February 13, 2018

What’s in the box this week?

Standard Shares include

  • Tokyo Turnips - These turnips can be pickled, roasted, sautéed, or boiled in soups. You can use them as a garnish or serve them alongside poached or grilled whole fish or roasted meat. Served raw, Tokyo turnips are good with a vegetable dip or you can throw them into a salad sliced or whole.

  • Purple Carrots - Mix olive oil with thyme leaves and salt. Coat carrots with the mixture.  Roast at 350°F for about 20 minutes, until the carrots are soft.

  • Savoy Cabbage - For roasted savoy, preheat the oven to 400°F and grease a rimmed baking sheet.  Cut the cabbage into quarters vertically and carve out the core. Cut each quarter in two lengthwise, and slice crosswise thinly.  Place the cabbage on the prepared baking sheet. Drizzle with olive oil, sprinkle with salt, and toss to coat.  Insert in the oven and bake for 15 minutes, stirring halfway through, until cooked through and golden brown in places.  Sprinkle with black pepper, dress with a touch of lemon juice, and serve.

  • Lacinato Kale - For slow cooked kale, Heat a large saucepan over medium heat. Heat ¼ cup extra-virgin olive oil until it begins to shimmer, then add 1 whole sprig rosemary and 1 large sliced red onion. Turn the flame to low and stir the mixture to combine, then allow it to cook a few minutes undisturbed. Add 5-10 cloves smashed garlic, season with ⅛ - ½ tsp dried hot red pepper flakes and a few pinches of sea salt and freshly ground pepper, and stir, cooking for another 3 to 4 minutes.  Add 1 lb de-ribbed kale, stir to combine, and cook, stirring often to avoid burning the kale. Instead, it should turn a deep green. After about 30 minutes, raise the heat to medium and allow the edges to crisp slightly.  Discard the rosemary sprig and serve with a sprinkling of sea salt and freshly cracked pepper, to taste.

  • Celeriac with Tops - Pretty as the stalks are, be sure to cut them off and store them separately when you get the celery root home - both the root and the celery will last longer that way. Since celery root is a root vegetable, it stores well and for an amazingly long time if it is kept cool. Having spent most of its life underground, it also enjoys the dark. Kept loosely wrapped in plastic in the fridge it will last up to several weeks—even longer if it was freshly harvested.  Importantly, don't peel celery root to store it—the peeled vegetables will oxidize and turn brown. Don't wash it either. If it has dirt clinging to the peel (it often does) brush off what you can, then store the root loosely wrapped in plastic to keep the dirt contained. As with all root vegetables, bits of dirt clinging to it will actually help the celery root stay fresh longer.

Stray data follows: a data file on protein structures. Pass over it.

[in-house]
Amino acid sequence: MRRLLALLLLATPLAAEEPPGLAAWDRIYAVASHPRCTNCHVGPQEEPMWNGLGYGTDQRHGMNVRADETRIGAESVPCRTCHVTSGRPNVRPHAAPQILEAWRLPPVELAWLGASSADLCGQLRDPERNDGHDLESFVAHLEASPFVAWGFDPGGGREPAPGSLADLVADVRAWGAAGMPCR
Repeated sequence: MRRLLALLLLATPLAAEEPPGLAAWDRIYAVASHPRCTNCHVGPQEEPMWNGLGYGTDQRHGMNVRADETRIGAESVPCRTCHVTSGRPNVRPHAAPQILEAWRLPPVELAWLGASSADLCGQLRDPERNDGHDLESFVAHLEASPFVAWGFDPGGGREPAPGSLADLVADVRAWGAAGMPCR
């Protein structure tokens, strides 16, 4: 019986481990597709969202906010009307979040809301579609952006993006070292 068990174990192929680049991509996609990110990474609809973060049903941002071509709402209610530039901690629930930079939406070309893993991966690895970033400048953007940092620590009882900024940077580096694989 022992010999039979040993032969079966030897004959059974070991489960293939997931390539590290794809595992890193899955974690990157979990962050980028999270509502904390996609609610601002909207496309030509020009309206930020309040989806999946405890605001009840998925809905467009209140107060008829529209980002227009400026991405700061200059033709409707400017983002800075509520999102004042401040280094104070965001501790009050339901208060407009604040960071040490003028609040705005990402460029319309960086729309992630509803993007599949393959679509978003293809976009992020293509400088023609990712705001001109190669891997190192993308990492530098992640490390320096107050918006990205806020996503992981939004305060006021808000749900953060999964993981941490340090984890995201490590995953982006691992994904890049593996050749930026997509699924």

• Red Radishes - The star of this week’s recipe!

  • Brussels Sprouts - Store unwashed brussels sprouts in an airtight container in the refrigerator. Use within three or four days.

Egg Shares include eggs from our certified organic, pasture-raised, happy hens.

 

Vegetable Forecast

Green cabbage, kale, chard, beets, turnips, radishes, spinach, and mixed herbs

 

Recipe

Avocado Salad with Radishes (Serves 4-6) Crisp celery or celeriac and radishes are lightly pickled in lemon juice in this salad, which is especially great for balancing out heavy meaty meals.  Thank you Saveur for this simple, delicious recipe!

  • 6 stalks celery, cut into 1⁄4-inch-thick slices, leaves reserved OR 2 celeriac, peeled and sliced thinly with a mandoline

  • 2 radishes, thinly sliced

  • Kosher salt and freshly ground black pepper

  • 1⁄2 cup fresh lemon juice

  • 3 tbsp. vegetable oil

  • 2 avocados, halved, pitted, and peeled

  • 1⁄2 cup kalamata olives, pitted

In a medium bowl of ice water, soak the sliced celery (or celeriac) and radishes for 10 minutes. Drain and return the vegetables to the bowl and season with salt and pepper. Pour the lemon juice over the vegetables and toss to combine. Let the vegetables stand for 10 minutes to marinate in the juice.

Add the oil to the vegetables and toss to coat. Cut each avocado half into 4 wedges and then gently toss with the celery (or celeriac) and radishes. Transfer the salad to a platter and sprinkle with the olives and celery leaves before serving.

 

Pic of the Week:

 Alexander grabbing the last bit of the weekend harvest.

Alexander grabbing the last bit of the weekend harvest.